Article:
The guides were growing restless, the family increasingly worried. Romulo and Tiburcia were exhausted. The rangers, many of whom were experienced trackers, couldn’t believe they hadn’t found a single shred of evidence. “In twenty years, we’ve never experienced anything like this,” one told me.
However, six tormenting days after Maykool’s disappearance, a breakthrough came: one of the rangers found a lone, muddy sock on the rainforest floor. When it was taken back to the family, Maykool’s step-mother emotionally confirmed it was his.
For the shamans, the sock changed everything; it was a window into Maykool’s soul, a way to reach him on a spiritual plane and call him back to reality. But they knew they were running out of time. Maykool had already spent a week in the rainforest with very little food or water, and they weren’t sure how much longer he would be able to survive.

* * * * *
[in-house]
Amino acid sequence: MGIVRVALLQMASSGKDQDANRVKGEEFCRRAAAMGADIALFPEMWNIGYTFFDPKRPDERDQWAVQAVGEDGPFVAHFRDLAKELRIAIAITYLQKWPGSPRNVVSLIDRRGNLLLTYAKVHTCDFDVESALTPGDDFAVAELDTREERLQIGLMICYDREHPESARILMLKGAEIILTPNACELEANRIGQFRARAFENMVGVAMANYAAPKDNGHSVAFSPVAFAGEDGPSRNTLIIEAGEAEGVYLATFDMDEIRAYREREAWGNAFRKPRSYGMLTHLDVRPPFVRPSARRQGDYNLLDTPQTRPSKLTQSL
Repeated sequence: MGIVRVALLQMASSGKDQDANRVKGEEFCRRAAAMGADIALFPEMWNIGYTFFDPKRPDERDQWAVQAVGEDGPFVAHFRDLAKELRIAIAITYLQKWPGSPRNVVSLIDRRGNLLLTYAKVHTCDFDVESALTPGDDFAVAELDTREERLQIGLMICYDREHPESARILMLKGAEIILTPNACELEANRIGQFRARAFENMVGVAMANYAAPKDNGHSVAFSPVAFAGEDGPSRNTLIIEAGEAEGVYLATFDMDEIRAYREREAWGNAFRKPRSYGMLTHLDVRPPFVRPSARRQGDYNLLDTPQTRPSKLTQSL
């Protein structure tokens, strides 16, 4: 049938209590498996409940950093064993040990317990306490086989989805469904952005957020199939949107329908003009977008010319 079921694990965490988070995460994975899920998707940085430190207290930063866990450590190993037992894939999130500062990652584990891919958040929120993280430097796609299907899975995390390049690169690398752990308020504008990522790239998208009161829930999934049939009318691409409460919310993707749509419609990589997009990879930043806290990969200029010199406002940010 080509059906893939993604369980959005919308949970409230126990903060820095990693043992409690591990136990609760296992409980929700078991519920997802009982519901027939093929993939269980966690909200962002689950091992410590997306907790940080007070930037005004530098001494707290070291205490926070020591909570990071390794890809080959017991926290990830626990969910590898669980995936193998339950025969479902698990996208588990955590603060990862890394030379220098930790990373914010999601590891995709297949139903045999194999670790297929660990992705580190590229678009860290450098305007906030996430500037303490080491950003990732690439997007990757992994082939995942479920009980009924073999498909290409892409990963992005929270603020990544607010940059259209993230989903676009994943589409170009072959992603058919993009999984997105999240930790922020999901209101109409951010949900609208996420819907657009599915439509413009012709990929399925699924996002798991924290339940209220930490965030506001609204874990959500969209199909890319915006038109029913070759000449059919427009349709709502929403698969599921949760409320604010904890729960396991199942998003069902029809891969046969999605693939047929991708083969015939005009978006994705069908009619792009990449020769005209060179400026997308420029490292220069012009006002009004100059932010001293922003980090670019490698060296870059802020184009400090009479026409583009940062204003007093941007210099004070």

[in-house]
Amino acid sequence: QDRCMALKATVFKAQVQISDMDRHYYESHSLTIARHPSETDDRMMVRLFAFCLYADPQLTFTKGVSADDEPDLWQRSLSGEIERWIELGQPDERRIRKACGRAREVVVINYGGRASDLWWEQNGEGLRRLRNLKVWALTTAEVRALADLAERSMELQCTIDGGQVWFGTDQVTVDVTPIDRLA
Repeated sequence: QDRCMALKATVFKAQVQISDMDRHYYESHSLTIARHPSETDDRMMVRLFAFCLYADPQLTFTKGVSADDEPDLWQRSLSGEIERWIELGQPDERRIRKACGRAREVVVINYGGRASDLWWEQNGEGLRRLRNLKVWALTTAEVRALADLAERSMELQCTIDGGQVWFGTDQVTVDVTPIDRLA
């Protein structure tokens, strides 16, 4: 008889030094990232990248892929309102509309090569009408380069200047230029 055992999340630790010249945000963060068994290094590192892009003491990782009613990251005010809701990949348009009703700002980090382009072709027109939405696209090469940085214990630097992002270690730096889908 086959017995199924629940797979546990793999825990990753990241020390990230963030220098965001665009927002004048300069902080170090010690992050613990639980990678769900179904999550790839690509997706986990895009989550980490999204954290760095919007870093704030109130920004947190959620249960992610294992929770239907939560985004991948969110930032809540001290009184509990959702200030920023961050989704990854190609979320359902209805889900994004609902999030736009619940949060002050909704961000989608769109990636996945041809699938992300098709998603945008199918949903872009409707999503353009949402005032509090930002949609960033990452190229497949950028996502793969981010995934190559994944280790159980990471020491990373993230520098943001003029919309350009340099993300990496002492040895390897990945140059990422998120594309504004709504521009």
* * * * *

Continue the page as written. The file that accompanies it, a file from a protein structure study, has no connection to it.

After two more sleepless nights praying to the Pachamama, Romulo and Tiburcia claimed that their payments had been accepted and they were finally able to make contact with Maykool’s soul. “The sock made it much, much easier for us to reach him,” the shamans said. Maykool’s liberation had begun, they said, and swore we would start finding more signs of him in the coming days.
A Surprising Breakthrough
The next morning, the rangers and I were docking at the lodge when we heard screams coming from down the river. “Boat! Boat! Hey!” we heard faintly. The rangers scrambled, revving up their boat motor and rushing towards the cries.